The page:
Jaimee Minney Maples
5 min readMar 9, 2022

My journey through abandonment to living with abandon opens with a stack of sympathy cards.

Photo by Ranurte on Unsplash

In the days that followed my father’s death, my grandma presented to us a stack of cards she had assembled on her kitchen table, many addressed to my mom, c/o my grandparents. I remember asking my grandma what “c/o” meant — we had learned how to address letters at school, but I hadn’t seen that extra line before. She explained that it meant “care of” and was used when the sender didn’t have an address, or when the recipient was temporarily residing somewhere. These were sympathy cards, and during those lonely, bewildering days, that phrase brought me comfort: care/of. Sheltered by my grandparents in their warm, yellow house. Grandpa would always correct me and say the house was “gold.” He was right.

My grandparents’ house would remain my c/o address for years to come. It was where I felt the most loved, had the most fun, learned life skills, like how to make dumplings and give quality hugs and kisses (“like you mean it,” my grandma would say). As the small children of a single mom who had to transform overnight from homemaker to breadwinner, we spent many nights and weekends c/o Bill and Helen, treated with buttery popcorn and rainbow sherbet in the evenings as we watched TV, usually detective shows like “Hunter”, “Hill Street Blues,” and “Hart to Hart,” but sometimes movie specials and often Westerns, my grandpa’s favorite. My grandpa loved John Wayne, but my grandma loved all the movies. She had this giant almanac with short film reviews that she kept near where she sat that she would consult before watching. She’d take me to the movies, too, and must’ve had good taste — the two films I remember seeing with her most vividly were “Raising Arizona” and “Seven.” It seems I’ve always been a Coen Brothers and David Fincher fan. Thanks, Grandma.

My brother (l) and I (r) trying out disguises at Grandma and Grandpa’s gold house.

Before my father’s suicide, I didn’t need a c/o. I had my parents and I had God. But Dad triggered a string of abandonments and losses: of self, of God, and of trust that everything would be OK, that I would be taken care of.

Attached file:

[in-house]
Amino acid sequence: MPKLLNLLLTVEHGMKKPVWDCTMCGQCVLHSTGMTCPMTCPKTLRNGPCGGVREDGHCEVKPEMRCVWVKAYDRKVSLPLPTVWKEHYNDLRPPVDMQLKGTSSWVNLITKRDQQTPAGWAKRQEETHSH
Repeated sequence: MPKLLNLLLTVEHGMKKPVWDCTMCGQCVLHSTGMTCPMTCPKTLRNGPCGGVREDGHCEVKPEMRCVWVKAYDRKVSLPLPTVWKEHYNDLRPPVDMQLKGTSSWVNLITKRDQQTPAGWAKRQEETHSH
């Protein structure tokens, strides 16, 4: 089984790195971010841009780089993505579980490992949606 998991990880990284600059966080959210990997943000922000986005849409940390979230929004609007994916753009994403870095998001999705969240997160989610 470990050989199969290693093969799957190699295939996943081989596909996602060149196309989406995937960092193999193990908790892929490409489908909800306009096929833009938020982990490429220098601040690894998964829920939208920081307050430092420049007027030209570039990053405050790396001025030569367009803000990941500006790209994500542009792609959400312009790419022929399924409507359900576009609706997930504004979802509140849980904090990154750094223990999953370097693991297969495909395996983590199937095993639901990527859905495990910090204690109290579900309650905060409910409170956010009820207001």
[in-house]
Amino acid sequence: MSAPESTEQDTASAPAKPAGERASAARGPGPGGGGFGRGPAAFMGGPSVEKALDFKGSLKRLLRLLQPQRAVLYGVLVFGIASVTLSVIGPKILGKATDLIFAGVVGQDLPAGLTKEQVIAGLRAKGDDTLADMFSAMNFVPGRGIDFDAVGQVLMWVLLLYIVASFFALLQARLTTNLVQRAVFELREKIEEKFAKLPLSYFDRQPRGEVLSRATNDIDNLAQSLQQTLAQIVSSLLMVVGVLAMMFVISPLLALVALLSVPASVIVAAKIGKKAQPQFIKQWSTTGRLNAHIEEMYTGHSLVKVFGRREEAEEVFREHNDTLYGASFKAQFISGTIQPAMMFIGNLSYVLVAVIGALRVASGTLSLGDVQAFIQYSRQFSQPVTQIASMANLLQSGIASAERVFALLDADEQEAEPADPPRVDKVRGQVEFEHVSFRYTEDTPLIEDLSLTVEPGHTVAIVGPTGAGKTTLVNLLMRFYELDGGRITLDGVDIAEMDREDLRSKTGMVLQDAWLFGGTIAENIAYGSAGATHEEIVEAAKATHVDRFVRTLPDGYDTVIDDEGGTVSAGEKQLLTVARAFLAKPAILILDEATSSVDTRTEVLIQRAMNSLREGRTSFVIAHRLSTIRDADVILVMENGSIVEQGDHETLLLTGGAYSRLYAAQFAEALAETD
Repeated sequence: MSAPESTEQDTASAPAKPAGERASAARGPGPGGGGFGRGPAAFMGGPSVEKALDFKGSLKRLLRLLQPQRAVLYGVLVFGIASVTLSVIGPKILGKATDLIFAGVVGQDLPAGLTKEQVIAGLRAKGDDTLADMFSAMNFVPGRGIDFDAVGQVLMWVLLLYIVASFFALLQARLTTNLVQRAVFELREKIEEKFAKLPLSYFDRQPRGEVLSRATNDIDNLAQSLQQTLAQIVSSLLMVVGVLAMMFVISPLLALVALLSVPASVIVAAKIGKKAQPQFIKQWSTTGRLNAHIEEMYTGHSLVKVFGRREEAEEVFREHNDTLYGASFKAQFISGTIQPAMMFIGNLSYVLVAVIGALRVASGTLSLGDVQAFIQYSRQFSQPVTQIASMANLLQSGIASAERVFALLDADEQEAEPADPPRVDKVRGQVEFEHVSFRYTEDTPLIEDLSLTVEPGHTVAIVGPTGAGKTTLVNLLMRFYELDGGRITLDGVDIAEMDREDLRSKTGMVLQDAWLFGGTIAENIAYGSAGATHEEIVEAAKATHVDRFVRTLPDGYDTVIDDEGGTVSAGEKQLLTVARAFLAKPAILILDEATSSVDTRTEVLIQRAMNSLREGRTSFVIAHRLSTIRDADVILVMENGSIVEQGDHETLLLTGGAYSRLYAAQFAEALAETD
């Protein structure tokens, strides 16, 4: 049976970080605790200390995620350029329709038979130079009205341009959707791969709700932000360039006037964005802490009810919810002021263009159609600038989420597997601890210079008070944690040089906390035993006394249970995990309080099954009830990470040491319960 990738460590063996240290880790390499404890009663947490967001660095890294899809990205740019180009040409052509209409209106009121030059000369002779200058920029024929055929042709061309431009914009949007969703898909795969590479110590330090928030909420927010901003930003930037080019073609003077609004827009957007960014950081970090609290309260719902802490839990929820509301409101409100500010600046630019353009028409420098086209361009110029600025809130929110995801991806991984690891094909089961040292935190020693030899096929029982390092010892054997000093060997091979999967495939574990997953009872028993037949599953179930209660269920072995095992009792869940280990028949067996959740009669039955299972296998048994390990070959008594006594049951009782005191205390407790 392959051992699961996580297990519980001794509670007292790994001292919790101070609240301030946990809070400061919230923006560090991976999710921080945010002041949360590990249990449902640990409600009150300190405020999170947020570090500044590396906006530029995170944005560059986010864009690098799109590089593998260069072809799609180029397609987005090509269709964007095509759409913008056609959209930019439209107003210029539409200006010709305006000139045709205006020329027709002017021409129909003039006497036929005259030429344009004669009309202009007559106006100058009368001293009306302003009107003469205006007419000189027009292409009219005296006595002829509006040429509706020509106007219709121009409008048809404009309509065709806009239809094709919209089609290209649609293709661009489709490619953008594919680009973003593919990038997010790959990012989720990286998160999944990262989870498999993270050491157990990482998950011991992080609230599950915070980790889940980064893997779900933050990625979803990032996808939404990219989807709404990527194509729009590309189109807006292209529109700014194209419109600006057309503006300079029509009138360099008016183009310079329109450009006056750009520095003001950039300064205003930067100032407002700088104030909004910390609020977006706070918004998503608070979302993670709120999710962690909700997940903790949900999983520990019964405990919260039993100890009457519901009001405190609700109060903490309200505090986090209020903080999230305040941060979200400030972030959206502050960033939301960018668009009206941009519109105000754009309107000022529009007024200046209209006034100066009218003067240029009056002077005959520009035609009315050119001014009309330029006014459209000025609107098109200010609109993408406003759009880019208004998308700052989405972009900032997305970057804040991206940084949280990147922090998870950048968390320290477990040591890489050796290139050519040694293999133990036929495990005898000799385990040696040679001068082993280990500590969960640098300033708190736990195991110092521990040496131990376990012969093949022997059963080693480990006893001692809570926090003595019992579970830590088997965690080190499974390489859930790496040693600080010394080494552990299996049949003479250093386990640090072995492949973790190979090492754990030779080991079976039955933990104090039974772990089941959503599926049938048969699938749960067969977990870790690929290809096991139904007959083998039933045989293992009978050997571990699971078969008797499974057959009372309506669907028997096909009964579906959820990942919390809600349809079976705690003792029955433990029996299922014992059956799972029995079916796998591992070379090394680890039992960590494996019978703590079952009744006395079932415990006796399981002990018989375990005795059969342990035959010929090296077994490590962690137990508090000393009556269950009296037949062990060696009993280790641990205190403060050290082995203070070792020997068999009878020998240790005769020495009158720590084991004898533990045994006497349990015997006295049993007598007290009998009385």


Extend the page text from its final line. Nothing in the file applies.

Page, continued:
The church wouldn’t bury him, and as far as I was concerned, the God they taught me about wouldn’t allow such a horrible thing to happen to a little girl who loved Sunday School and always said her prayers. So, I became an angry little half-orphaned atheist who stopped saying grace and started looking after herself. If Jesus really loved me like the song said, he had a strange way of showing it. Dad, too. Forsaken by Father, Son, and Holy Spirit.

The only thing I really believed in was me. I had to create a life for myself, by myself, or risk calamity. By ten years old, I had my career mapped out and a strategy to get there. My plans were ambitious, too: I was going to become the first woman President of the United States of America, after serving in the Senate. But first I would go to Princeton and either Harvard or Georgetown Law to become an attorney, then a judge. I would spend hours at the library, building a dossier of schools filled with facts like notable alumni, admissions requirements and costs, and immersed myself in my education, so I could get the grades I needed to get out of my circumstances and into my life.

My independence was in response to my life circumstances, but my identity was forged by pop-culture feminism. The hard work and sacrifice of the seventies got us the Equal Rights Amendment, but the 80’s gave us Day to Night Barbie , with her pink power suit that reversed into a glittery evening look and a briefcase that held a calculator, purse, and two pairs of shoes. “We can work from nine to five, then change for an evening with Ken,” the jaunty jingle goes, closing with: “We girls can do anything, right Barbie?Sisters are doing it for themselves indeed! At nine years old, the die was cast — I would rely on no man — no one — to get the love, admiration, and worthiness I longed for.

I didn’t run for President, but I did my best to be the best Day to Night Barbie I could, quickly climbing the corporate ladder, and becoming more successful than I could have imagined. But I struggled in my relationships, hampered by strong, unmet emotional needs, unrealistic expectations, undefined sense of self, and an overwhelming deficit of self-worth. I wanted to be swept off my feet, but was too fearful of being dropped to let relationships breathe, expand, and develop. I wasn’t looking for love, I was looking for victory — to prove I could “have it all” — a great career and a beautiful family; all while wearing heels and size-two pink power suits.

I was living someone else’s dream, so it was not mine to manifest. As I’ve sought to understand who I truly am, I’ve marveled at how challenging it is to differentiate our dreams and values from those that have been consciously or subconsciously planted by others, be they people (families), events (trauma), or culture (mass media/religion/consumerism). Much of my identity came from outside forces, not from within my heart. My expedition to find what is true has been underway for decades, but I’ve only recently hit pay dirt. It took stepping outside of my professional identity — to awaken from that dream — to get acquainted with who I am when no one is watching, to do what I want when nothing is required; to separate the gold from the pyrite and embrace all the riches in my life that were always there.

The facts of my story never changed, it was my framing of them that did, alongside a strong dose willingness to let go of the illusion of control and surrender to the belief that I will be taken care of. When I look around me — present, past, and future — all I see is abundance: of love, blessings, beauty, wealth, and health, housed in golden light, in care of the Divine.